Social science is a category of academic disciplines, concerned with society and the relationships among individuals within a society. Social science as a whole has many branches. These social sciences include, but are not limited to: anthropology, archaeology, communication studies, economics, history, musicology, human geography, jurisprudence, linguistics, political science, psychology, public health, and sociology. The term is also sometimes used to refer specifically to the field of sociology, the original "science of society", established in the 19th century. For a more detailed list of sub-disciplines within the social sciences see: Outline of social science.
Positivist social scientists use methods resembling those of the natural sciences as tools for understanding society, and so define science in its stricter modern sense. Interpretivist social scientists, by contrast, may use social critique or symbolic interpretation rather than constructing empirically falsifiable theories, and thus treat science in its broader sense. In modern academic practice, researchers are often eclectic, using multiple methodologies (for instance, by combining both quantitative and qualitative research). The term "social research" has also acquired a degree of autonomy as practitioners from various disciplines share in its aims and methods.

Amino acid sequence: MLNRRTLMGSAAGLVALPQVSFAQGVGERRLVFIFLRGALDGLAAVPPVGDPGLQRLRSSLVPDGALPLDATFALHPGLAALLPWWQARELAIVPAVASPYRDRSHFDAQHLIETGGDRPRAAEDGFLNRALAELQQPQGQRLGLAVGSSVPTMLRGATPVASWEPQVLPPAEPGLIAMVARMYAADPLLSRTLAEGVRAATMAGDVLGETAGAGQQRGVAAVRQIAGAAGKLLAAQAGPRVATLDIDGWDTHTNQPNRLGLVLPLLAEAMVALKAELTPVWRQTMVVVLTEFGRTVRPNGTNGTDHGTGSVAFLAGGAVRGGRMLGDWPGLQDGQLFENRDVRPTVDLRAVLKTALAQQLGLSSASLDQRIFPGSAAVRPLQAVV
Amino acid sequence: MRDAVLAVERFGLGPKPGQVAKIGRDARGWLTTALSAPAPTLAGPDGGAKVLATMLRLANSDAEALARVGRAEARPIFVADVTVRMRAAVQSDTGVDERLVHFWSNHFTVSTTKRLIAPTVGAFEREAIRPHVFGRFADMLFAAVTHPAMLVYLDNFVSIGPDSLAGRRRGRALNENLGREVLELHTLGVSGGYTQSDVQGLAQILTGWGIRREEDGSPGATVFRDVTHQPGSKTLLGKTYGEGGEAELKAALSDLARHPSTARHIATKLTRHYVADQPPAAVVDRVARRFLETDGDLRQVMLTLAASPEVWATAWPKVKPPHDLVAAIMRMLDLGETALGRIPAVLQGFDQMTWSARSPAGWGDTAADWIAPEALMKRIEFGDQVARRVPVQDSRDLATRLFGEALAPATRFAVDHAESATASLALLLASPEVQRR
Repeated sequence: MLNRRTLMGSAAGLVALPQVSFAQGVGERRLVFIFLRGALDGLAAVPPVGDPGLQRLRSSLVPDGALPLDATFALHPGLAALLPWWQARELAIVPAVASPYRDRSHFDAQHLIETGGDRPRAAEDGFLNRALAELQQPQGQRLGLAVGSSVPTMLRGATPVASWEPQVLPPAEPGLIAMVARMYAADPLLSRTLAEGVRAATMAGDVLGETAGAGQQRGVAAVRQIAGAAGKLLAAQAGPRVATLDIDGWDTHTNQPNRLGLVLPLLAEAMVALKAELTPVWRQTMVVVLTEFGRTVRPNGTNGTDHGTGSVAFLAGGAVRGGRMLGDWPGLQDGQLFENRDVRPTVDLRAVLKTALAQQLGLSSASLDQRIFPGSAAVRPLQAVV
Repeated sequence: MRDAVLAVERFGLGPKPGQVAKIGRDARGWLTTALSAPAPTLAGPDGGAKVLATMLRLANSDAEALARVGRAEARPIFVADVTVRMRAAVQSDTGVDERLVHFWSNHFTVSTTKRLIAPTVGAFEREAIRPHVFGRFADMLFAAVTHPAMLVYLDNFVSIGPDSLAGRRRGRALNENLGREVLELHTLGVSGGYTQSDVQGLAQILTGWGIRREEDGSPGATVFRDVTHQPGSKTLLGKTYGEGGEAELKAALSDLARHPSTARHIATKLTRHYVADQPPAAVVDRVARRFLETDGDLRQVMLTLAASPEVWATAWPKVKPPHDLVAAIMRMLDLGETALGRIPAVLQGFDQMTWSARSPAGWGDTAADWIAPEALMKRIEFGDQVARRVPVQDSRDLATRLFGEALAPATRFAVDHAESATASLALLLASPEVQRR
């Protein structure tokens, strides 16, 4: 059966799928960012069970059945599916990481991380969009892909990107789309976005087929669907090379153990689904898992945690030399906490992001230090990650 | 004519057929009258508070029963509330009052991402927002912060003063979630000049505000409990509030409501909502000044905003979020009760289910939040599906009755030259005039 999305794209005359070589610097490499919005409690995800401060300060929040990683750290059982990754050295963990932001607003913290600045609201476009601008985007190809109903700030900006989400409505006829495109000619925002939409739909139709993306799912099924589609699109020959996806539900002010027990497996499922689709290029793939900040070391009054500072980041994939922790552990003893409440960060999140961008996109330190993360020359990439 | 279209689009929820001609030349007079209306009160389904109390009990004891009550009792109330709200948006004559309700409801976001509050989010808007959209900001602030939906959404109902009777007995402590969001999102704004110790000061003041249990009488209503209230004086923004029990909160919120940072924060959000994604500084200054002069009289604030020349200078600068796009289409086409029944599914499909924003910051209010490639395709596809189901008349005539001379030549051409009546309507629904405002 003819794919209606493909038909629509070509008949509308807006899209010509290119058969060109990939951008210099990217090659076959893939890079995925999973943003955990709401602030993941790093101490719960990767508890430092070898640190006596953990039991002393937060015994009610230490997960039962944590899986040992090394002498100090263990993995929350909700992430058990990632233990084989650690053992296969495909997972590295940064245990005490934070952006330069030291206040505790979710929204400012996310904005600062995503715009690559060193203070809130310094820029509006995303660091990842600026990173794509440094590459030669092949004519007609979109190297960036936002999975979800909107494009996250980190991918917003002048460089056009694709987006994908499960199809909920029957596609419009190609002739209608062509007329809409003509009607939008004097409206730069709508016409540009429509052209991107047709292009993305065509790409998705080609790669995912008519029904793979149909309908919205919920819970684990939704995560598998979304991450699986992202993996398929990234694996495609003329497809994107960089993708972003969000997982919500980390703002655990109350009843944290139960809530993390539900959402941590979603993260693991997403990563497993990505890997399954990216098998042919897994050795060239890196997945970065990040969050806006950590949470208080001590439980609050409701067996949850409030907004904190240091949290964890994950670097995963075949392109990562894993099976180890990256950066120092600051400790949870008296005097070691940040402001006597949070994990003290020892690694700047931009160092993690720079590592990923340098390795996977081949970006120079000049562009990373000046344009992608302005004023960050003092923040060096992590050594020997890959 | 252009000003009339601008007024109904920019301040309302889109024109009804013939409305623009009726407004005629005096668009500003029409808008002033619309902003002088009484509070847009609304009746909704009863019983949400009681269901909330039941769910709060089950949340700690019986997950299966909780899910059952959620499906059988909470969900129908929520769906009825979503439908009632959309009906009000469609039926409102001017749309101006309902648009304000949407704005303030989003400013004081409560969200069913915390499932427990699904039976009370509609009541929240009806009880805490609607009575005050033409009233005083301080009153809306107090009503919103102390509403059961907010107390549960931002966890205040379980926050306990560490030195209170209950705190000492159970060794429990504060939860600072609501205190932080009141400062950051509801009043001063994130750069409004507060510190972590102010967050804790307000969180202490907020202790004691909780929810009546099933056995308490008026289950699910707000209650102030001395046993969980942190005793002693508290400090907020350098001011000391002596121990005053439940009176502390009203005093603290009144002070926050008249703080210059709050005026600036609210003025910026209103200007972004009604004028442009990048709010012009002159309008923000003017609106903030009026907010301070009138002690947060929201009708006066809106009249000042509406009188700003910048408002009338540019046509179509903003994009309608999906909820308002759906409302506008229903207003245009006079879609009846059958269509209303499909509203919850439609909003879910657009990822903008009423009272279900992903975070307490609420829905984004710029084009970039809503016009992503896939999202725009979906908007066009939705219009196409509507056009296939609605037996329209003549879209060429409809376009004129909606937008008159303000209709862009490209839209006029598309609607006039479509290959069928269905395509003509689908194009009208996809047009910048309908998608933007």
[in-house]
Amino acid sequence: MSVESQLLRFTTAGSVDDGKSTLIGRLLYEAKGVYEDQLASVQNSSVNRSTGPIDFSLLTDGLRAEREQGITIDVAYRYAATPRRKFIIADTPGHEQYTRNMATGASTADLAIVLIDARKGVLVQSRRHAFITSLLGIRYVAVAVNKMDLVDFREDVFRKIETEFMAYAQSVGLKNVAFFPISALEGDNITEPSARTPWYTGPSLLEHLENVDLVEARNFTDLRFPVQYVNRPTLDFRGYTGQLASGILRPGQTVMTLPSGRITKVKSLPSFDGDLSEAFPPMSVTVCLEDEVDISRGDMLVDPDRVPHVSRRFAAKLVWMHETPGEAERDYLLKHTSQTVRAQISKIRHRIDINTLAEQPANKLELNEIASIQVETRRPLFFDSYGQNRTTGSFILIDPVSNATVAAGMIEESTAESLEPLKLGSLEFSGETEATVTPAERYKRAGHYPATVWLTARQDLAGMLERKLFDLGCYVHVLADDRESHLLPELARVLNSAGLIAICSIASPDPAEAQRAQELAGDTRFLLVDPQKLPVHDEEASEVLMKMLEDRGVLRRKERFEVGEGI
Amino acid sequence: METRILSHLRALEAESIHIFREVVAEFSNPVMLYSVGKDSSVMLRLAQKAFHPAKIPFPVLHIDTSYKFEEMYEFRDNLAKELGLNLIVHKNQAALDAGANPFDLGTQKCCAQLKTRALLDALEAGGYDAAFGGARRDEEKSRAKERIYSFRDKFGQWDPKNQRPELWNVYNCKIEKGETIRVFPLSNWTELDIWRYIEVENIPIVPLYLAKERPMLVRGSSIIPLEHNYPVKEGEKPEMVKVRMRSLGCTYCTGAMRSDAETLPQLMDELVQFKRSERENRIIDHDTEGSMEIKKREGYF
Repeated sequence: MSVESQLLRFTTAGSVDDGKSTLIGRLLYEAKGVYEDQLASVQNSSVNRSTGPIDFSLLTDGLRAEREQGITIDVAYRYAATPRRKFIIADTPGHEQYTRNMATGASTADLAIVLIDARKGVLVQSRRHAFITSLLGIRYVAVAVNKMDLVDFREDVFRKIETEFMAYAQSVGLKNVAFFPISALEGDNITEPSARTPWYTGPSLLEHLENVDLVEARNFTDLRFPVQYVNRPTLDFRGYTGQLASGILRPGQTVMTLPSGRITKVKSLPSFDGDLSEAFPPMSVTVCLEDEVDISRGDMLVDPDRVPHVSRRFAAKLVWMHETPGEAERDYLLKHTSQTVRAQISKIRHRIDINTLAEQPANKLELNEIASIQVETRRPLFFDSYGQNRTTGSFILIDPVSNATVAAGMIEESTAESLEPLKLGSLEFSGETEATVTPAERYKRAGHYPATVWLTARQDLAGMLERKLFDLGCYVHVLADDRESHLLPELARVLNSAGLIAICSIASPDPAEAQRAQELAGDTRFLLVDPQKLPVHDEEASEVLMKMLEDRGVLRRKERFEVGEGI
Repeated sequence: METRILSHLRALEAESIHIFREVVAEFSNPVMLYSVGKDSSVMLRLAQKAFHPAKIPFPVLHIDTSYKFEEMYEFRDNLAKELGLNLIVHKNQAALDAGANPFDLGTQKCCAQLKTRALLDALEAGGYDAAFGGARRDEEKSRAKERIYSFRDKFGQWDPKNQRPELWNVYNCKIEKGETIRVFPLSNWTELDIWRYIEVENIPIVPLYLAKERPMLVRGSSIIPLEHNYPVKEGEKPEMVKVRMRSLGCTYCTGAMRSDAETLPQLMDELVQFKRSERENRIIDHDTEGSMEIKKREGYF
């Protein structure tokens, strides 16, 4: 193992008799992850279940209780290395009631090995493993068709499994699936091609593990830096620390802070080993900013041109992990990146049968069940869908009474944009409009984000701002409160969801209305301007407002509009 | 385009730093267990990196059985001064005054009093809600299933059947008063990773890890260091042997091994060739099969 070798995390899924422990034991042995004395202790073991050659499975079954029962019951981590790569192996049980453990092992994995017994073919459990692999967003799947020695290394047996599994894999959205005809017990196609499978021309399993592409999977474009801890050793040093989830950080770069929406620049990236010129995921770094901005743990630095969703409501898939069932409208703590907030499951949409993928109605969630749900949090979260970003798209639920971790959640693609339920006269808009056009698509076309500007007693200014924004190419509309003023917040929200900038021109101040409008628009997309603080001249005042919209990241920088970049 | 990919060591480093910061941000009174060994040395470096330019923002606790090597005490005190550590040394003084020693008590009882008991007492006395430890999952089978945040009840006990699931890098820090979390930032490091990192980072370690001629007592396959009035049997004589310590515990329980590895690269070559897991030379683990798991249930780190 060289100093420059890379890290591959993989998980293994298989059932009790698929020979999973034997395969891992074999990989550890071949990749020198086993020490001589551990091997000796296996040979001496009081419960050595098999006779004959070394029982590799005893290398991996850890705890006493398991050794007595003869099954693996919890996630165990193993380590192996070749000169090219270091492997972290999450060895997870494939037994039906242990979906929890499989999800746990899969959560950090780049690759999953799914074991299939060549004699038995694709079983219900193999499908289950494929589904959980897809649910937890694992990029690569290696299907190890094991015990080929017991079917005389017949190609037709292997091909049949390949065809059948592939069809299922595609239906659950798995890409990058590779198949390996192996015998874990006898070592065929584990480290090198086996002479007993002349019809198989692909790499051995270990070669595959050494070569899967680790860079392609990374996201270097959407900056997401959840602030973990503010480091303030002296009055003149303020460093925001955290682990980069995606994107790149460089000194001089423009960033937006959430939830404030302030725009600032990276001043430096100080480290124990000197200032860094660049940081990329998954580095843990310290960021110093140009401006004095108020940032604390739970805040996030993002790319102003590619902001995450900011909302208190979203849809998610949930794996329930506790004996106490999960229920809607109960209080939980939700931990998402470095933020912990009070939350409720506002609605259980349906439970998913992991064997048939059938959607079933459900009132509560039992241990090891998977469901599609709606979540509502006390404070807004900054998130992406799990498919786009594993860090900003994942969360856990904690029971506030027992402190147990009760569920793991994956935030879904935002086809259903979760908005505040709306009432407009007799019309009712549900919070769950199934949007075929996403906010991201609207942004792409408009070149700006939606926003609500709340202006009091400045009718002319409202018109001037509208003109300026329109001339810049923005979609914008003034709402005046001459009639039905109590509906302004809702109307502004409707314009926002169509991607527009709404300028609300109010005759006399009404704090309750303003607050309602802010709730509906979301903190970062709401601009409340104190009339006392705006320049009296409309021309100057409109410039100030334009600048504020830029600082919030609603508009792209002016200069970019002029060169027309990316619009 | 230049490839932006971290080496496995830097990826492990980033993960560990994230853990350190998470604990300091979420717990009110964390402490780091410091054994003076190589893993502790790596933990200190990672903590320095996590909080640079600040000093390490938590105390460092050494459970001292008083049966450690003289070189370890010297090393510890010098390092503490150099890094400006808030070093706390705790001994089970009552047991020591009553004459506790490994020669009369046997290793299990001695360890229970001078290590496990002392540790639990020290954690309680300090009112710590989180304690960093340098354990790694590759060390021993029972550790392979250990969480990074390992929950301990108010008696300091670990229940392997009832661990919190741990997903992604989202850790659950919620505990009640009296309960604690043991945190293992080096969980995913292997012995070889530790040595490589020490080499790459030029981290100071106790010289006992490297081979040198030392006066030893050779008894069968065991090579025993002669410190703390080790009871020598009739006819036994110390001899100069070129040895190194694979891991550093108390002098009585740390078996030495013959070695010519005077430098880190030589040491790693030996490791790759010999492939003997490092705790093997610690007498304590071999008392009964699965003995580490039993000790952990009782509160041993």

Ferdinand Tönnies (July 26, 1855, near Oldenswort (Eiderstedt, North Frisia) - April 9, 1936, Kiel, Germany) was a German sociologist. He was a major contributor to sociological theory and field studies, as well as bringing Thomas Hobbes back on the agenda, by publishing his manuscripts. He is best known for his distinction between two types of social groups — Gemeinschaft and Gesellschaft. He was, however, a prolific writer and also co-founder of the German Society for Sociology (being its president 1909-1933, when he was ousted by the Nazis). In English his name is often spelt without the umlaut as Ferdinand Toennies, as this spelling can also be accepted in German.
Tönnies, the first German sociologist proper, published over 900 works and contributed to many areas of sociology and philosophy. Many of his writings on sociological theories — including Gemeinschaft und Gesellschaft (1887) — furthered pure sociology. He coined the term Voluntarism. Tönnies also contributed to the study of social change, particularly on public opinion, customs and technology, crime, and suicide. He also had a vivid interest in methodology, especially statistics, and sociological research, inventing his own technique of statistical association.